The recent interview of Lord David Frost with Anand Menon of the Think Tank “UK in a Changing Europe” gives some insight into what the current UK Government hope to achieve through Brexit. It is worth watching on the think tank’s website.
In the interview, Lord Frost explains that, until Boris Johnson came to office, the EU side had felt that the UK had no alternative to a negotiated agreement and that the UK was thus in a weak negotiating position.
His role was to explain, in a speech he gave in Brussels in February 2020 with Boris Johnsons full approval, that the UK was willing to accept a “No Deal” outcome, and on that basis it did have an alternative to a negotiated agreement with the EU.
The UK, he said, was willing to bear the costs involved in leaving the EU Customs Union and Single market. But he admitted he did not yet know exactly what these losses and gains would be.
For him, Brexit seems to be an act of faith.
He was pressed to give more information on the potential benefits of Brexit.
He hoped that, as a result of it, the UK might become a “magnet for investment”, and achieve higher productivity.
Pressed on how this might happen, he said the UK, while in the EU, had got used to having rules set for it by others, and did not think for itself, even in areas where the EU actually imposed no legal restraint on the UK doing things its own way . This argument may have some validity.
In this sense, Brexit is an internal UK psychological project, designed to free up the way the UK thinks about itself , and about what it can do. If this is so, it suggests that UK political leadership is unable to change UK , without the aid of a self generated external shock, like Brexit.
Brexit, although decided, continues radically to divide UK public opinion. A deeply divided society is not the best environment for the sort of psychological transformation the Brexiteers like Lord Frost have in mind.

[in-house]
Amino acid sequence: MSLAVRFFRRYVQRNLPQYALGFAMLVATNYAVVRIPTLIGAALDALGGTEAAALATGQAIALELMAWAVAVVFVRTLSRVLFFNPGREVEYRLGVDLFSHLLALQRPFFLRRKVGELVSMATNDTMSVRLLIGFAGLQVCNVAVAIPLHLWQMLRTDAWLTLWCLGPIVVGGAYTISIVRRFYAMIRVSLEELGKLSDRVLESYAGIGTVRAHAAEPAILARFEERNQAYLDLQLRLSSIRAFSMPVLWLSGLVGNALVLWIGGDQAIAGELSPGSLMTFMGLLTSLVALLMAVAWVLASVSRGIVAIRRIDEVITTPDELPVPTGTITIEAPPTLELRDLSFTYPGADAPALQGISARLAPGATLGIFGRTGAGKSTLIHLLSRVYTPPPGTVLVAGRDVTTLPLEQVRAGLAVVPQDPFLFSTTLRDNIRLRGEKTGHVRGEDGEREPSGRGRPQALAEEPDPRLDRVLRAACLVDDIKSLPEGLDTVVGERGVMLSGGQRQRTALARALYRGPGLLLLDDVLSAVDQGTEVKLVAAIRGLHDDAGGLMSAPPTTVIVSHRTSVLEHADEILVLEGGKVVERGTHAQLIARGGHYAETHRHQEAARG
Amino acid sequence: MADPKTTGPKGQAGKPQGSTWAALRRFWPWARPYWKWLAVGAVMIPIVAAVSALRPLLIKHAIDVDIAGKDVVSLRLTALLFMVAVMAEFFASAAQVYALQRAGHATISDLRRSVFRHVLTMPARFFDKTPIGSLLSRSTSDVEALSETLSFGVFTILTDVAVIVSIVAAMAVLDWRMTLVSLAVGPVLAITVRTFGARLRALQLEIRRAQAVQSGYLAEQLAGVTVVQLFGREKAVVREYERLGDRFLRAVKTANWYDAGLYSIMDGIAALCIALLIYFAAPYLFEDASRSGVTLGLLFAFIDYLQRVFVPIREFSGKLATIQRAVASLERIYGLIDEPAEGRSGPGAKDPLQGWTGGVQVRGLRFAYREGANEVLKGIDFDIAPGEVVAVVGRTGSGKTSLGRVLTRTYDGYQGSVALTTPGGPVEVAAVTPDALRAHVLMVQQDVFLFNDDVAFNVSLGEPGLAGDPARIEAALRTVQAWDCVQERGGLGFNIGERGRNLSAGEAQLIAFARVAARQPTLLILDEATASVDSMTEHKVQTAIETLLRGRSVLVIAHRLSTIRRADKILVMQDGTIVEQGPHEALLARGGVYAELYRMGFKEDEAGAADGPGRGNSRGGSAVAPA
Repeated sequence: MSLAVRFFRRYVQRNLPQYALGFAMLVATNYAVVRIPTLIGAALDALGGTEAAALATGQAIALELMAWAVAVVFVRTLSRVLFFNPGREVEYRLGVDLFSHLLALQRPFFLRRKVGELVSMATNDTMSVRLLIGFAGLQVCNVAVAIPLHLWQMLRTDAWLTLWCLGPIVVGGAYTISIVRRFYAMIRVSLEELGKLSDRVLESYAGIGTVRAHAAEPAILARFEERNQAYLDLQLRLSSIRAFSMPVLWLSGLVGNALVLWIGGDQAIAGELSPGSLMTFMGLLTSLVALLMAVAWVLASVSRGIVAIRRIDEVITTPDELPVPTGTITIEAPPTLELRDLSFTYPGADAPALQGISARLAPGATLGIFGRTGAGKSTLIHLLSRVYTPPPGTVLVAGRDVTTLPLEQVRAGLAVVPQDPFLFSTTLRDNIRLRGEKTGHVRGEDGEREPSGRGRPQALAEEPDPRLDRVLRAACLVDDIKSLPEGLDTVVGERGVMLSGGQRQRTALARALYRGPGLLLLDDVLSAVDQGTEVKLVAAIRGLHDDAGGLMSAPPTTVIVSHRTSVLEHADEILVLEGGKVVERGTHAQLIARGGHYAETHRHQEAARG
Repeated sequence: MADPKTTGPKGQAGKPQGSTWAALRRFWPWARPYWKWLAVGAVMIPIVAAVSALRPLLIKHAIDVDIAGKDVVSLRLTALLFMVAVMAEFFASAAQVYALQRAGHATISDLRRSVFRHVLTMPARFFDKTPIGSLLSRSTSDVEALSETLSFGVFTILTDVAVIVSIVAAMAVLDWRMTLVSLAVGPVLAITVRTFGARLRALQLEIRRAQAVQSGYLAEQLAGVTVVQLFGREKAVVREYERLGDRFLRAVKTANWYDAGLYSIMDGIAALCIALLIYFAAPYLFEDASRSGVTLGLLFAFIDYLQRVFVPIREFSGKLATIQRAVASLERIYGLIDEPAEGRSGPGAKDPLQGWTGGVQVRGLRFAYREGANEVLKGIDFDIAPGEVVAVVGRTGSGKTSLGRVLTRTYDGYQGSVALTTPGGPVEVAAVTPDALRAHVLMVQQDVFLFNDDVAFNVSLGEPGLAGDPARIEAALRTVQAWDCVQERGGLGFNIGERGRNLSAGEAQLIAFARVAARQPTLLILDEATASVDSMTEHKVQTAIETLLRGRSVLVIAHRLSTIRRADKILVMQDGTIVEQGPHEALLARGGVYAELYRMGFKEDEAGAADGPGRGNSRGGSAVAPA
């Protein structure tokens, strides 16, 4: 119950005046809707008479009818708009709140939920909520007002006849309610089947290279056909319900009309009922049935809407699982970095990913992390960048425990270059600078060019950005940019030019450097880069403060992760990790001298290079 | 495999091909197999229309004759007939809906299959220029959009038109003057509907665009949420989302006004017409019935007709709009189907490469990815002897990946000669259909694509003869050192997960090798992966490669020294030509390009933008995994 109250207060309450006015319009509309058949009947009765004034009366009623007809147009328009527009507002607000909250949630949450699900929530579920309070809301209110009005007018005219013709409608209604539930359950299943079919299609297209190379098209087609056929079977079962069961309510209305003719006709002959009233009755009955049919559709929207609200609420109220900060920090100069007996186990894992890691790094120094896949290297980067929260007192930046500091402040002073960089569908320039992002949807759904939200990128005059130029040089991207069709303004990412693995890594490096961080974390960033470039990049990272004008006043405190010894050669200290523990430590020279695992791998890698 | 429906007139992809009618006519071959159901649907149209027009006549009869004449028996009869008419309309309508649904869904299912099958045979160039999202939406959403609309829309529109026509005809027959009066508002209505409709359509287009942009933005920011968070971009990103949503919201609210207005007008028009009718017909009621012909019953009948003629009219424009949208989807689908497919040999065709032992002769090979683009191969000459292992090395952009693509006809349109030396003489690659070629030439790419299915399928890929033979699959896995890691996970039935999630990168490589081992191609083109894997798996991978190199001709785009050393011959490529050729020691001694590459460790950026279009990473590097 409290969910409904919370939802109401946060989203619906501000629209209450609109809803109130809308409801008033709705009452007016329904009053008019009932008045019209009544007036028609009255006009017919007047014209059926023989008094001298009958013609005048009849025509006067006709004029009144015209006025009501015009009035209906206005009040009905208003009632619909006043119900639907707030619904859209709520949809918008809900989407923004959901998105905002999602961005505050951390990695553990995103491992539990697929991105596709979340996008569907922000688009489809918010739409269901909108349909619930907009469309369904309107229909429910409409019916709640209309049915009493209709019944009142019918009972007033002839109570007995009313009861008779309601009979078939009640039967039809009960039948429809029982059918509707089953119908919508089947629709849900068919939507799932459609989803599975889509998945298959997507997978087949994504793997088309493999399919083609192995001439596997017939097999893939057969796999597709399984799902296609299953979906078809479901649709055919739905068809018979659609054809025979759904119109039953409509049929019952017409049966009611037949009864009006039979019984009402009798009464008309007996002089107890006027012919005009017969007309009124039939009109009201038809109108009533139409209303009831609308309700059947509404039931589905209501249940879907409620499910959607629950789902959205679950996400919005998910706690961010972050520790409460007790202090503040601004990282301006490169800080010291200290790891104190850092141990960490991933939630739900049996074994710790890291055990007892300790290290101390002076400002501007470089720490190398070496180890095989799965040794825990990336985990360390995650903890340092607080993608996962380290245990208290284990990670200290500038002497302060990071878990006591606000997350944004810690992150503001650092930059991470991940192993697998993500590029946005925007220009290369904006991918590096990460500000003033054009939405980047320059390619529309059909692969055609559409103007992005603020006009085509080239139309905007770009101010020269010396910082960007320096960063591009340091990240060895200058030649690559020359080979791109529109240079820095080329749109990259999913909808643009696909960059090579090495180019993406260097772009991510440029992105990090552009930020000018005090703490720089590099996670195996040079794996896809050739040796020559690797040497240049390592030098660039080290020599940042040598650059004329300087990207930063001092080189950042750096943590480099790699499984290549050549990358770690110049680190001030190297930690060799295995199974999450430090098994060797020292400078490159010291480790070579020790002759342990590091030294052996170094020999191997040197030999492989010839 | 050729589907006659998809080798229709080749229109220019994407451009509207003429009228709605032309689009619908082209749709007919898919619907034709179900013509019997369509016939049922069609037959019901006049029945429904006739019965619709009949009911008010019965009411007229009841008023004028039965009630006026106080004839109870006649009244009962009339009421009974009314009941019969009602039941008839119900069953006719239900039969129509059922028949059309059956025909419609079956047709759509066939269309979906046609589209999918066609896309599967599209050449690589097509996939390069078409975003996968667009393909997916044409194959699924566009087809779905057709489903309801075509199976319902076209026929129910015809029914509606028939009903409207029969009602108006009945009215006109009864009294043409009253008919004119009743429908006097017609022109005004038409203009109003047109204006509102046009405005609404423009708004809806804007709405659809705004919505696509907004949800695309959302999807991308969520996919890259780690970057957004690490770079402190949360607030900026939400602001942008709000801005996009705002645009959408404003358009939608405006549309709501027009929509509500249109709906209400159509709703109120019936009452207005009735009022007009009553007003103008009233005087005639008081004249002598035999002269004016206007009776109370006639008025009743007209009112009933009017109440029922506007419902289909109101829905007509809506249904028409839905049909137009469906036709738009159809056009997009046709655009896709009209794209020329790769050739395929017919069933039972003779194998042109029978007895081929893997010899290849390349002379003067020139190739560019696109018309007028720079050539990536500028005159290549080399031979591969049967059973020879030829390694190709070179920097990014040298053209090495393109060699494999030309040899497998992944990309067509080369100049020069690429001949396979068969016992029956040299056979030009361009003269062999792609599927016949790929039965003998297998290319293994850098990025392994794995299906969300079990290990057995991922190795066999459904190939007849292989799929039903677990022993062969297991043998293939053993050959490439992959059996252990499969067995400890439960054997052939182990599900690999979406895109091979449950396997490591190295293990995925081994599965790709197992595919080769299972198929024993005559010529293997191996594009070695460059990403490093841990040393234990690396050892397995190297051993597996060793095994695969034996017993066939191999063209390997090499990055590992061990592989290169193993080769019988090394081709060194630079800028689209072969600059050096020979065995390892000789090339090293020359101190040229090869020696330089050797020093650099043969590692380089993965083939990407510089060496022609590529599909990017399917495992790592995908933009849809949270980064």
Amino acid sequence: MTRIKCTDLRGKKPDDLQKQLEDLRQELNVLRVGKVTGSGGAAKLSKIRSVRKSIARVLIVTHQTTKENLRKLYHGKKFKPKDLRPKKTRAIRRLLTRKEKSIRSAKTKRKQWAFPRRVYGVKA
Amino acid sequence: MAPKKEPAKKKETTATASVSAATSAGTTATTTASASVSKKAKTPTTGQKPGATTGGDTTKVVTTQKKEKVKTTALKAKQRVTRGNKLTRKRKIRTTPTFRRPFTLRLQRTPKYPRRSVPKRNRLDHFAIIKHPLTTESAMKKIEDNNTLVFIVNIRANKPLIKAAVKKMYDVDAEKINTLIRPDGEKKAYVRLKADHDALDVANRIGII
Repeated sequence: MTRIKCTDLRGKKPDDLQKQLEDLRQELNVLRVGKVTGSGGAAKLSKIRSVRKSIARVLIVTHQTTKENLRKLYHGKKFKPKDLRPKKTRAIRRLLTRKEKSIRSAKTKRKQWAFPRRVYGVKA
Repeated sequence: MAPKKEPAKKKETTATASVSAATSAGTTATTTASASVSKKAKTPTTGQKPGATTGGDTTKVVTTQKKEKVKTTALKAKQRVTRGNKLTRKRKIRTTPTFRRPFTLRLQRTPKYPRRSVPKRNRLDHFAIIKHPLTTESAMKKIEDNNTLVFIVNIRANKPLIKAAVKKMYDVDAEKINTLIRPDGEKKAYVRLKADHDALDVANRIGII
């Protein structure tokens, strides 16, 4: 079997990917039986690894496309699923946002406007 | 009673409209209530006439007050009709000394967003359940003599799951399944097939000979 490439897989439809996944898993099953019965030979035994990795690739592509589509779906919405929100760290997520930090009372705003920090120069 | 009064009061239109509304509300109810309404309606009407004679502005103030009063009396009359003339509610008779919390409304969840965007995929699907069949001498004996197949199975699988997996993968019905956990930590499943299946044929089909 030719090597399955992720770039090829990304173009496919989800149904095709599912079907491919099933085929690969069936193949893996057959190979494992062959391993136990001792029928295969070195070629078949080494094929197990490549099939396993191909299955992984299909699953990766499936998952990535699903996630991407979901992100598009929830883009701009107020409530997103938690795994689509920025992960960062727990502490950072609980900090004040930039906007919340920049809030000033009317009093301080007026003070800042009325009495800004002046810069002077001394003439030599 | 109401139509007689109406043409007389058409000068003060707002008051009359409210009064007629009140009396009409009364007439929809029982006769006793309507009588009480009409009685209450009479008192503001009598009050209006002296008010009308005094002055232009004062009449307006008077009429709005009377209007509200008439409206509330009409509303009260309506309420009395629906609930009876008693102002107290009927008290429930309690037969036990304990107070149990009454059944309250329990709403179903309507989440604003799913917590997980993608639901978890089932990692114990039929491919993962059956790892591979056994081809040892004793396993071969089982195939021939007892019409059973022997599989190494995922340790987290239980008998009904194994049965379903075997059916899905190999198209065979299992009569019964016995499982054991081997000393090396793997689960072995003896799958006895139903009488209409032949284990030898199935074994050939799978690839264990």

Lord Frost said that, post Brexit, UK citizens would be
“living in a country where every policy can be changed after an election”.
This freedom is obviously important to him. But it is hardly consistent with wanting the UK to become a “magnet for investment”. In my experience in Ireland, the best way to attract investment is to have some key policies that attract investors, that do not change after every election (eg the corporate tax rate, or freedom of capital movements).
As to concrete things that Brexit would enable the UK to do, Lord Frost offered the examples of
- reform of its agricultural policy
- changes on state aids to industry
- changes in immigration policy
The direction of UK policy on agriculture is similar to that the EU is taking anyway.
Freeports seem to divert trade from one place to another, rather than increase it.
It would appear that UK immigration policy is encouraging people from further away to come to the UK to replace immigrants from neighbouring EU countries, who are less welcome now.
In fact it is hard to reconcile the UK government plans to combat climate change, with its post Brexit policies.
Replacing trade with nearby countries, like Ireland and France, with trade with distant countries, like Australia and New Zealand , is bound to increase the UK’s direct and indirect contribution to greenhouse gas emissions, through extra CO2 emissions from shipping and refrigeration.
Lord Frost is an able man, who presented his case in a friendly way, but I fear neither he, nor his Prime Minister, have even begun to join up their thinking on trade and climate change.
On the Ireland Protocol, Lord Frost seemed to blame the EU for an Agreement his Government had negotiated and his Parliament had approved. He even spoke about what he called EU “intervention in Northern Ireland”, as if this was not something his government had signed up to. This sort of blame shifting is not to the credit of the UK, as a sovereign country.